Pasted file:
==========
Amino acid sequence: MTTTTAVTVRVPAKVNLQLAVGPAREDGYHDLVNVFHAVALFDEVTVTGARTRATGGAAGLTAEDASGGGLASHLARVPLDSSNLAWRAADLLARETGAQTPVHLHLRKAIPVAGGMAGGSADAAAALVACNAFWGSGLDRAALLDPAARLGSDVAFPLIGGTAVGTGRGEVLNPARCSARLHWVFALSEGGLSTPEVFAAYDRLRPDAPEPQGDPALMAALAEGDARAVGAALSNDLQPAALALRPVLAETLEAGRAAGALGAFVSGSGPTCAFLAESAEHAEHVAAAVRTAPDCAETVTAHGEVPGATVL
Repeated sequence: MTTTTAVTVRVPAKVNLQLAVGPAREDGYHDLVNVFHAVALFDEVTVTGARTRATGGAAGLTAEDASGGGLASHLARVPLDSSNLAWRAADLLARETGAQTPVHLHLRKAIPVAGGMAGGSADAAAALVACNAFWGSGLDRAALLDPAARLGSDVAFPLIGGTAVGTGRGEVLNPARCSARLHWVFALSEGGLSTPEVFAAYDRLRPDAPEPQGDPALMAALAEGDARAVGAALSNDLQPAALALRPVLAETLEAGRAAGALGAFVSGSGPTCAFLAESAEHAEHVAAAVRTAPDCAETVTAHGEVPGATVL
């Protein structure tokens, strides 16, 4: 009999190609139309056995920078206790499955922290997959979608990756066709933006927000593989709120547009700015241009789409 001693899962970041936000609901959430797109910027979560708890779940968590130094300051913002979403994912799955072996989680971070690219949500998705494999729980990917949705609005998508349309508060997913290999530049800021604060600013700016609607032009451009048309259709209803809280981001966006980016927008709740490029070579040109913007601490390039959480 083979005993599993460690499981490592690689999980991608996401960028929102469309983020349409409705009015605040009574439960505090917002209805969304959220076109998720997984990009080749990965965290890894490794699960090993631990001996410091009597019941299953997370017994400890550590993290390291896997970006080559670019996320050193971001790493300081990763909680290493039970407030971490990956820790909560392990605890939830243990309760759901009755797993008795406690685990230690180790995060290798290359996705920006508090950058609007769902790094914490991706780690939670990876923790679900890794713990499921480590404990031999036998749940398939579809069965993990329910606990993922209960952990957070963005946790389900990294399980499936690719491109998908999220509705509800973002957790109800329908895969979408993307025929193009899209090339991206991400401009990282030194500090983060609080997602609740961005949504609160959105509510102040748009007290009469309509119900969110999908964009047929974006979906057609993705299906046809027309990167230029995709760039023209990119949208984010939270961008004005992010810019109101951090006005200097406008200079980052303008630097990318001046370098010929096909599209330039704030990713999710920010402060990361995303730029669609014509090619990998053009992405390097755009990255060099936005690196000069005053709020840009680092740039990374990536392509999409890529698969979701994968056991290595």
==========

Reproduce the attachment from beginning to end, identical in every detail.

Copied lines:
Amino acid sequence: MTTTTAVTVRVPAKVNLQLAVGPAREDGYHDLVNVFHAVALFDEVTVTGARTRATGGAAGLTAEDASGGGLASHLARVPLDSSNLAWRAADLLARETGAQTPVHLHLRKAIPVAGGMAGGSADAAAALVACNAFWGSGLDRAALLDPAARLGSDVAFPLIGGTAVGTGRGEVLNPARCSARLHWVFALSEGGLSTPEVFAAYDRLRPDAPEPQGDPALMAALAEGDARAVGAALSNDLQPAALALRPVLAETLEAGRAAGALGAFVSGSGPTCAFLAESAEHAEHVAAAVRTAPDCAETVTAHGEVPGATVL
Repeated sequence: MTTTTAVTVRVPAKVNLQLAVGPAREDGYHDLVNVFHAVALFDEVTVTGARTRATGGAAGLTAEDASGGGLASHLARVPLDSSNLAWRAADLLARETGAQTPVHLHLRKAIPVAGGMAGGSADAAAALVACNAFWGSGLDRAALLDPAARLGSDVAFPLIGGTAVGTGRGEVLNPARCSARLHWVFALSEGGLSTPEVFAAYDRLRPDAPEPQGDPALMAALAEGDARAVGAALSNDLQPAALALRPVLAETLEAGRAAGALGAFVSGSGPTCAFLAESAEHAEHVAAAVRTAPDCAETVTAHGEVPGATVL
């Protein structure tokens, strides 16, 4: 009999190609139309056995920078206790499955922290997959979608990756066709933006927000593989709120547009700015241009789409 001693899962970041936000609901959430797109910027979560708890779940968590130094300051913002979403994912799955072996989680971070690219949500998705494999729980990917949705609005998508349309508060997913290999530049800021604060600013700016609607032009451009048309259709209803809280981001966006980016927008709740490029070579040109913007601490390039959480 083979005993599993460690499981490592690689999980991608996401960028929102469309983020349409409705009015605040009574439960505090917002209805969304959220076109998720997984990009080749990965965290890894490794699960090993631990001996410091009597019941299953997370017994400890550590993290390291896997970006080559670019996320050193971001790493300081990763909680290493039970407030971490990956820790909560392990605890939830243990309760759901009755797993008795406690685990230690180790995060290798290359996705920006508090950058609007769902790094914490991706780690939670990876923790679900890794713990499921480590404990031999036998749940398939579809069965993990329910606990993922209960952990957070963005946790389900990294399980499936690719491109998908999220509705509800973002957790109800329908895969979408993307025929193009899209090339991206991400401009990282030194500090983060609080997602609740961005949504609160959105509510102040748009007290009469309509119900969110999908964009047929974006979906057609993705299906046809027309990167230029995709760039023209990119949208984010939270961008004005992010810019109101951090006005200097406008200079980052303008630097990318001046370098010929096909599209330039704030990713999710920010402060990361995303730029669609014509090619990998053009992405390097755009990255060099936005690196000069005053709020840009680092740039990374990536392509999409890529698969979701994968056991290595």